“It’s better to have a partner than go it alone. If one falls down, the other helps.
Two in a bed warm each other. Alone, you shiver all night.
By yourself you’re unprotected. With a friend you can face the worst. Can you round up a third? A three-stranded rope isn’t easily snapped” (Eccl. 4:9-12 Msg).
I like being independent. Usually, I try to handle things on my own. I don’t like being told what to do and I especially don’t like admitting that I need help. When I walk into church on Sunday, or in the office through the week, I want people to think that I have everything under control and that I am always cool, calm and collected.
I want to be someone my kids can look up to, someone they respect, someone they can count on when they are in need, and someone they can go to for guidance. Even my sweet wife, though she knows me better than anyone else – I want her to think I am a strong man who knows the answers and always knows the best decisions to make.
Independence. Men tend to idolize independence. Strong, independent, lone-ranger types garner our attention. We are drawn to the ones who beat all the odds and rise to the top; the sole vigilante against the world of injustice; the singular superhero. It’s the guys who don’t seem to need anyone else, who have the drive, perseverance and tenacity to push through regardless of the obstacles that we admire. We eat up the stories of people like Steve Jobs, Muhammad Ali, and Warren Buffet. We love movies with characters like Rocky Balboa, Pale Rider, or Superman. Not only do we love those stories – we want to be that guy!
I didn’t realize how much trouble I was in that day. I would have continued on that path headed for disaster if my brother had not stopped me. I was determined to keep on marching down the trail regardless. I was in a zone. The problem with the man who doesn’t think he needs anyone else is he usually doesn’t know when he’s headed for trouble. God knows that without the companionship, strength, and encouragement of others we will be defeated. My Dad said, “Looking back I’m glad we had that experience together. It makes you a stronger person.”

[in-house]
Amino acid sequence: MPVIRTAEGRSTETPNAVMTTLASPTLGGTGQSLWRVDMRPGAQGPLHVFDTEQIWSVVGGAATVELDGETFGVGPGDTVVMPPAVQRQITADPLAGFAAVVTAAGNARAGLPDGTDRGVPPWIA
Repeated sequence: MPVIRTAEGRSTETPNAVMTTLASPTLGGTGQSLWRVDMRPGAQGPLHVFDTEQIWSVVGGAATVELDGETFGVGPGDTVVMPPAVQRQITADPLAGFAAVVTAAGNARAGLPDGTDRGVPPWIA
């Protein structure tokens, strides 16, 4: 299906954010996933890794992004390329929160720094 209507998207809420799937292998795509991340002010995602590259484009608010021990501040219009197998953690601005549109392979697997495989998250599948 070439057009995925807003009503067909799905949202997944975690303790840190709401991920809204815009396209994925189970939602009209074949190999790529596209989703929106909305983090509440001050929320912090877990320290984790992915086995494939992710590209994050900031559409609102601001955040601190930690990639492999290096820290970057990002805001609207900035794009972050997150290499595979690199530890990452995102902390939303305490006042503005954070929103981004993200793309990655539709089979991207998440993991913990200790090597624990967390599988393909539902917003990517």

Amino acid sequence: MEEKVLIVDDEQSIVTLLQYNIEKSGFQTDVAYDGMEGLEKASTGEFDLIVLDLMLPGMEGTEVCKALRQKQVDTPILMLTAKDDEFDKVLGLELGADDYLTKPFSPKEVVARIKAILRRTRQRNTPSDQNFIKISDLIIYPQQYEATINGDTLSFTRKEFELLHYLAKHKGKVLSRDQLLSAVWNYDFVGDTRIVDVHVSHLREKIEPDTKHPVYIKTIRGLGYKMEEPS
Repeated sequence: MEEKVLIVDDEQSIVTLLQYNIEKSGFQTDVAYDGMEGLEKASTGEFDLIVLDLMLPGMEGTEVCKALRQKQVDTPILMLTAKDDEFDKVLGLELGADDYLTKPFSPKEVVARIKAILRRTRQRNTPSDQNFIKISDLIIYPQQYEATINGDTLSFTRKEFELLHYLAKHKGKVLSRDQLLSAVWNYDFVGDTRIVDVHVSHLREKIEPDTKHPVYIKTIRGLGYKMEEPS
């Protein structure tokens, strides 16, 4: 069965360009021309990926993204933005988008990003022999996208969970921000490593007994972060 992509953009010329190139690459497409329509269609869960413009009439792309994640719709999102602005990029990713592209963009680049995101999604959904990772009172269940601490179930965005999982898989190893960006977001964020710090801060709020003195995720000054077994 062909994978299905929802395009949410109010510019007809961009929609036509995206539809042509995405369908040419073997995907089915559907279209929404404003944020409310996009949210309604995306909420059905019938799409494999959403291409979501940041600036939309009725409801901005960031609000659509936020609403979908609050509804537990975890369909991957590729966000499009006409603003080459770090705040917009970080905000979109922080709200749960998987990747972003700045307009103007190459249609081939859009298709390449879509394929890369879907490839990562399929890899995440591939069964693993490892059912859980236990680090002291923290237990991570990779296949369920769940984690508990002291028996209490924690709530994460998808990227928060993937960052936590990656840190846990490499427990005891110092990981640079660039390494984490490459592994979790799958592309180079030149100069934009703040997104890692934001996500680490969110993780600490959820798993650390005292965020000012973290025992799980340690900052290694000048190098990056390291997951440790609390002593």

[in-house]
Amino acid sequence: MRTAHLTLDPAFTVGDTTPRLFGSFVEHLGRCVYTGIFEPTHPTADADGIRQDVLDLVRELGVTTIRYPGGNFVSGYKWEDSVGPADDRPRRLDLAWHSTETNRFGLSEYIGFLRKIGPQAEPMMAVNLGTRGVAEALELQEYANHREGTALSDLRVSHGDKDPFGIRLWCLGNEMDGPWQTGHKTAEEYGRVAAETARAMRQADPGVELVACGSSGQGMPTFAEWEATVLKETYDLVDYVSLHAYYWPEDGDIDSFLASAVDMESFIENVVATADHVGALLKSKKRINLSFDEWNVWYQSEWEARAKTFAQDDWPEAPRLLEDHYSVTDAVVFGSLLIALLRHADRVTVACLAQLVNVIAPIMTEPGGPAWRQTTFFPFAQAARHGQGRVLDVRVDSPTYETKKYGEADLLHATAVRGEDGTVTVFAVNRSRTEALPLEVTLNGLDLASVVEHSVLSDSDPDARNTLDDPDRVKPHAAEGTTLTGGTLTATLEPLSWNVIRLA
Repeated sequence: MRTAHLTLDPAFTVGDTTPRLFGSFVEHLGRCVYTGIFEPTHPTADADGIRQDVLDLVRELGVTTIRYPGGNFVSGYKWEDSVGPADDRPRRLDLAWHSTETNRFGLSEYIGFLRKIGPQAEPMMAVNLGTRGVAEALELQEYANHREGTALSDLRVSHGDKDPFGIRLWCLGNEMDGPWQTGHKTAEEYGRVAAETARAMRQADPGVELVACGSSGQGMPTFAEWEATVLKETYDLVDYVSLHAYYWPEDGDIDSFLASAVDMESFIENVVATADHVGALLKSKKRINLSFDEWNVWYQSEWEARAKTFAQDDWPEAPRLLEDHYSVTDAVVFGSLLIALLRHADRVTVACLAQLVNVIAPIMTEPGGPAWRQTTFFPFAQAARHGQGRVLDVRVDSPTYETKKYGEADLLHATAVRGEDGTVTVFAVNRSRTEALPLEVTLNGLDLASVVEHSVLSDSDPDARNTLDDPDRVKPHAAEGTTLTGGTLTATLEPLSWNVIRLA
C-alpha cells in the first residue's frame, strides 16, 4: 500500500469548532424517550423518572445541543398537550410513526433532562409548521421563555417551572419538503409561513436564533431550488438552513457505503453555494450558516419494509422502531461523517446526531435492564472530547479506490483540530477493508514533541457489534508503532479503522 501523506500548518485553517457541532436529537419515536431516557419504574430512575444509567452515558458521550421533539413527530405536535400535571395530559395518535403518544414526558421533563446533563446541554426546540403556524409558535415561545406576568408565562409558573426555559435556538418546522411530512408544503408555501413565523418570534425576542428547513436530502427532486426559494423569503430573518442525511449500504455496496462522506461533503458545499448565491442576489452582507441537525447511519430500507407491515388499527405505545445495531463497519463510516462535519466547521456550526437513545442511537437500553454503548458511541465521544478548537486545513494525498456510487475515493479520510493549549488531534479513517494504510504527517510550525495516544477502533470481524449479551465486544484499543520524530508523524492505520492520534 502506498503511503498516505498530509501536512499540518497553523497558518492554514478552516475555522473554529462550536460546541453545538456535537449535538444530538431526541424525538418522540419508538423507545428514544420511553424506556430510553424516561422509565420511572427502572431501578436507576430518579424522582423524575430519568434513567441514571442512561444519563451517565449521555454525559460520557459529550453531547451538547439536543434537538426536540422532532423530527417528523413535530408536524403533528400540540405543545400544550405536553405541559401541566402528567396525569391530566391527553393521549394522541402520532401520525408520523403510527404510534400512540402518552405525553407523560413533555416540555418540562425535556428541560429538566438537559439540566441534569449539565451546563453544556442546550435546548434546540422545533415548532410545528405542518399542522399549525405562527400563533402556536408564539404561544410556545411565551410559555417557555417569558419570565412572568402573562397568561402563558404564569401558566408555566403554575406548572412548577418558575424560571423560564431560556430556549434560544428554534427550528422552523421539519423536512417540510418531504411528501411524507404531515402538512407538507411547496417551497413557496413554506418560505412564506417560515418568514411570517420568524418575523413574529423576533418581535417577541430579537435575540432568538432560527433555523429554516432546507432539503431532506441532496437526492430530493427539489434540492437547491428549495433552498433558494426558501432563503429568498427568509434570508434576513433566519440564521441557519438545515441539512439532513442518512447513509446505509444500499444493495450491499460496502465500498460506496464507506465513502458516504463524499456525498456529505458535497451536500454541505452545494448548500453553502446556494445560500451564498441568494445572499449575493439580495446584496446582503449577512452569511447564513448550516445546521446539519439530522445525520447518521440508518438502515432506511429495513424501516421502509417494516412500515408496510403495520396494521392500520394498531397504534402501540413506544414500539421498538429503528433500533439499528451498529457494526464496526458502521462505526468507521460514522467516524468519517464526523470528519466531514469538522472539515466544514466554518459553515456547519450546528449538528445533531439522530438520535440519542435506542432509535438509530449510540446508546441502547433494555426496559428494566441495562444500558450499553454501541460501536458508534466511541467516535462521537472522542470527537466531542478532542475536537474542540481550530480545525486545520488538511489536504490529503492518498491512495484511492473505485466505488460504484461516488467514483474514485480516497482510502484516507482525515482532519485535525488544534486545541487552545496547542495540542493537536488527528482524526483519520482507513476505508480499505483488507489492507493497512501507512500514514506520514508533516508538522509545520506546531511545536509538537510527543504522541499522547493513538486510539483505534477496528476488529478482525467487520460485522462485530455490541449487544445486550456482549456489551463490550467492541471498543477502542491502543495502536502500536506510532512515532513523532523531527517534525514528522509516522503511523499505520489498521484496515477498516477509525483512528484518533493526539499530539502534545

God never intended for us to go through this life alone. He never intended for us to face the hardships, difficulties and circumstances of life by ourselves. When God saw Adam alone was the first time in the history of the universe that He declared something was “not good.”
To ask for help, advice, or even an opinion is in a small way an admission of weakness. Weakness is the last thing I want to be associated with. But, this is exactly the position God wants to bring us to. It’s only when we get real and admit our weakness that God can really show off. It is in recognition of our weaknesses that we understand our desperate dependence on God. Our deficiencies prove our need for the other members of the body of Christ.
The good news is that God already knows you don’t have it all together. He declares, “My strength is made perfect in weakness!” When you recognize this truth, there can only be one conclusion: “So now I am glad to boast about my weaknesses, so that the power of Christ can work through me” (2 Cor 12:9 NLT).